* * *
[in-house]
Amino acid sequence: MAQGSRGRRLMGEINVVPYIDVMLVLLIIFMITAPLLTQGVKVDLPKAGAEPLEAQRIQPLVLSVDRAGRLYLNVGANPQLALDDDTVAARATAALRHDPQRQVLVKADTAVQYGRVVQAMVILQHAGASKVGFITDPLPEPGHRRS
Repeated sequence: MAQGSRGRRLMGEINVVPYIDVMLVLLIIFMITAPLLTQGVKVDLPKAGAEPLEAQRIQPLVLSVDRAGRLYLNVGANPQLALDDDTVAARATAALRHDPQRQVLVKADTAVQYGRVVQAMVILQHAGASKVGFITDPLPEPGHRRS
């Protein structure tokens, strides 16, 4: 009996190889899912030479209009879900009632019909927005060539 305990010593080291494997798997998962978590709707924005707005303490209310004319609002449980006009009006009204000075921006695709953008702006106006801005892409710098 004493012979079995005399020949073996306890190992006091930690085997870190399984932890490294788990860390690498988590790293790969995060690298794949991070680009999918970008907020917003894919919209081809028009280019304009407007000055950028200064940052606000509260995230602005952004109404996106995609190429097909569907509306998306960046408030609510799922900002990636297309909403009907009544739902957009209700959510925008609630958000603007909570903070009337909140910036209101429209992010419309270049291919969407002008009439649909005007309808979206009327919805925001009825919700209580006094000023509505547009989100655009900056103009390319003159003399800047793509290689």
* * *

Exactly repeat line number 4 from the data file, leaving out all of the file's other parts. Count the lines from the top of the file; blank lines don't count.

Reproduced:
């Protein structure tokens, strides 16, 4: 009996190889899912030479209009879900009632019909927005060539 305990010593080291494997798997998962978590709707924005707005303490209310004319609002449980006009009006009204000075921006695709953008702006106006801005892409710098 004493012979079995005399020949073996306890190992006091930690085997870190399984932890490294788990860390690498988590790293790969995060690298794949991070680009999918970008907020917003894919919209081809028009280019304009407007000055950028200064940052606000509260995230602005952004109404996106995609190429097909569907509306998306960046408030609510799922900002990636297309909403009907009544739902957009209700959510925008609630958000603007909570903070009337909140910036209101429209992010419309270049291919969407002008009439649909005007309808979206009327919805925001009825919700209580006094000023509505547009989100655009900056103009390319003159003399800047793509290689």